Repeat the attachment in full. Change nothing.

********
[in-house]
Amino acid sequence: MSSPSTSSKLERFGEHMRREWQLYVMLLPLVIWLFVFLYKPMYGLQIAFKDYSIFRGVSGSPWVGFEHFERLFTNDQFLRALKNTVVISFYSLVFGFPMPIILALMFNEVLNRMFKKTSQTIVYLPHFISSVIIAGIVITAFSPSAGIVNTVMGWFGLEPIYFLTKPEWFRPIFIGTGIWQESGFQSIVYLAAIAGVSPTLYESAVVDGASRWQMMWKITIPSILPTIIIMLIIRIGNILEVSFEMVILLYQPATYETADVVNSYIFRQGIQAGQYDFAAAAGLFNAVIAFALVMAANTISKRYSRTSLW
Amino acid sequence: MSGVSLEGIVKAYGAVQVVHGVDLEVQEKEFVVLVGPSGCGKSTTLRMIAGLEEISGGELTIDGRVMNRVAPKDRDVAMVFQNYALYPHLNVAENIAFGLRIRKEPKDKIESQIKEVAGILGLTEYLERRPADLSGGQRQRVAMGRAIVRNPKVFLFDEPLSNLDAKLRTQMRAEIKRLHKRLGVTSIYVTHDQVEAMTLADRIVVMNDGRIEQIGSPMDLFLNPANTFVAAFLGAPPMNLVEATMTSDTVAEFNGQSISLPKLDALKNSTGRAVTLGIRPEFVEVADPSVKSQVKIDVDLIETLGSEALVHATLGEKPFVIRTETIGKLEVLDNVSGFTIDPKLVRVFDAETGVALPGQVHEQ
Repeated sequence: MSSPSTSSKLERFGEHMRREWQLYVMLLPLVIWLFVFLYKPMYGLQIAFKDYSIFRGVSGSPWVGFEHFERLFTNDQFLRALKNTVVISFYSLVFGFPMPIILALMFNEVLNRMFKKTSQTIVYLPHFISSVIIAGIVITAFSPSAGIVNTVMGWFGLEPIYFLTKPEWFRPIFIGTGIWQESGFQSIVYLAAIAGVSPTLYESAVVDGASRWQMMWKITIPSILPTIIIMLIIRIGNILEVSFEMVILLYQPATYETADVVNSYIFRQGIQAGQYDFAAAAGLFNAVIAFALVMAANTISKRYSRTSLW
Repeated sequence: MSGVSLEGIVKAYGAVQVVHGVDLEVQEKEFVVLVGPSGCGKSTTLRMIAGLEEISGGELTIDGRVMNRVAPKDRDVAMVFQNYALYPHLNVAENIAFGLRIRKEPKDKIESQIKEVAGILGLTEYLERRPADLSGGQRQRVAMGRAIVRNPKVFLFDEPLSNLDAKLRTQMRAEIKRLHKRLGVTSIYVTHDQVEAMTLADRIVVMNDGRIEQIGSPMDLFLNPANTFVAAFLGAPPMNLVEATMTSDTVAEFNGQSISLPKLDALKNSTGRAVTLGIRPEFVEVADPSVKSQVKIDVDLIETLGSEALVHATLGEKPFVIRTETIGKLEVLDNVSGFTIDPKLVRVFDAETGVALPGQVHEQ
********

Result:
[in-house]
Amino acid sequence: MSSPSTSSKLERFGEHMRREWQLYVMLLPLVIWLFVFLYKPMYGLQIAFKDYSIFRGVSGSPWVGFEHFERLFTNDQFLRALKNTVVISFYSLVFGFPMPIILALMFNEVLNRMFKKTSQTIVYLPHFISSVIIAGIVITAFSPSAGIVNTVMGWFGLEPIYFLTKPEWFRPIFIGTGIWQESGFQSIVYLAAIAGVSPTLYESAVVDGASRWQMMWKITIPSILPTIIIMLIIRIGNILEVSFEMVILLYQPATYETADVVNSYIFRQGIQAGQYDFAAAAGLFNAVIAFALVMAANTISKRYSRTSLW
Amino acid sequence: MSGVSLEGIVKAYGAVQVVHGVDLEVQEKEFVVLVGPSGCGKSTTLRMIAGLEEISGGELTIDGRVMNRVAPKDRDVAMVFQNYALYPHLNVAENIAFGLRIRKEPKDKIESQIKEVAGILGLTEYLERRPADLSGGQRQRVAMGRAIVRNPKVFLFDEPLSNLDAKLRTQMRAEIKRLHKRLGVTSIYVTHDQVEAMTLADRIVVMNDGRIEQIGSPMDLFLNPANTFVAAFLGAPPMNLVEATMTSDTVAEFNGQSISLPKLDALKNSTGRAVTLGIRPEFVEVADPSVKSQVKIDVDLIETLGSEALVHATLGEKPFVIRTETIGKLEVLDNVSGFTIDPKLVRVFDAETGVALPGQVHEQ
Repeated sequence: MSSPSTSSKLERFGEHMRREWQLYVMLLPLVIWLFVFLYKPMYGLQIAFKDYSIFRGVSGSPWVGFEHFERLFTNDQFLRALKNTVVISFYSLVFGFPMPIILALMFNEVLNRMFKKTSQTIVYLPHFISSVIIAGIVITAFSPSAGIVNTVMGWFGLEPIYFLTKPEWFRPIFIGTGIWQESGFQSIVYLAAIAGVSPTLYESAVVDGASRWQMMWKITIPSILPTIIIMLIIRIGNILEVSFEMVILLYQPATYETADVVNSYIFRQGIQAGQYDFAAAAGLFNAVIAFALVMAANTISKRYSRTSLW
Repeated sequence: MSGVSLEGIVKAYGAVQVVHGVDLEVQEKEFVVLVGPSGCGKSTTLRMIAGLEEISGGELTIDGRVMNRVAPKDRDVAMVFQNYALYPHLNVAENIAFGLRIRKEPKDKIESQIKEVAGILGLTEYLERRPADLSGGQRQRVAMGRAIVRNPKVFLFDEPLSNLDAKLRTQMRAEIKRLHKRLGVTSIYVTHDQVEAMTLADRIVVMNDGRIEQIGSPMDLFLNPANTFVAAFLGAPPMNLVEATMTSDTVAEFNGQSISLPKLDALKNSTGRAVTLGIRPEFVEVADPSVKSQVKIDVDLIETLGSEALVHATLGEKPFVIRTETIGKLEVLDNVSGFTIDPKLVRVFDAETGVALPGQVHEQ